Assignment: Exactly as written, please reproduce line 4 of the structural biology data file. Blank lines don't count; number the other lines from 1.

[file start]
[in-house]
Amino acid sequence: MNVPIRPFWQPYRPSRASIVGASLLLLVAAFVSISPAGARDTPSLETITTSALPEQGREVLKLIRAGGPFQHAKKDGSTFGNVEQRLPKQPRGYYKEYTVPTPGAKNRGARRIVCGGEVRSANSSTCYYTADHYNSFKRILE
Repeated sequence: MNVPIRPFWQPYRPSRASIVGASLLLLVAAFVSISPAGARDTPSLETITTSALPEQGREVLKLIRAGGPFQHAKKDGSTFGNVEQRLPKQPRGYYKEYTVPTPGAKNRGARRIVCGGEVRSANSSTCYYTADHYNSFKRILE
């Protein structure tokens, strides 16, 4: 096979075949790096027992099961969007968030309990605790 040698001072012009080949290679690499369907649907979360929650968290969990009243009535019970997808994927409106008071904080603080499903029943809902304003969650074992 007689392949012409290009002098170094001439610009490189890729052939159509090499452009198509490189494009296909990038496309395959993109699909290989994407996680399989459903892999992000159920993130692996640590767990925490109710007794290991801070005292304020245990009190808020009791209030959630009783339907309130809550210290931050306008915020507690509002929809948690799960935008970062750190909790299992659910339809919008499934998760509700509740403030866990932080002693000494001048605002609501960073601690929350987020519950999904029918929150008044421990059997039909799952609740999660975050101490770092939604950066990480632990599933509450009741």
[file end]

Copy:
């Protein structure tokens, strides 16, 4: 096979075949790096027992099961969007968030309990605790 040698001072012009080949290679690499369907649907979360929650968290969990009243009535019970997808994927409106008071904080603080499903029943809902304003969650074992 007689392949012409290009002098170094001439610009490189890729052939159509090499452009198509490189494009296909990038496309395959993109699909290989994407996680399989459903892999992000159920993130692996640590767990925490109710007794290991801070005292304020245990009190808020009791209030959630009783339907309130809550210290931050306008915020507690509002929809948690799960935008970062750190909790299992659910339809919008499934998760509700509740403030866990932080002693000494001048605002609501960073601690929350987020519950999904029918929150008044421990059997039909799952609740999660975050101490770092939604950066990480632990599933509450009741």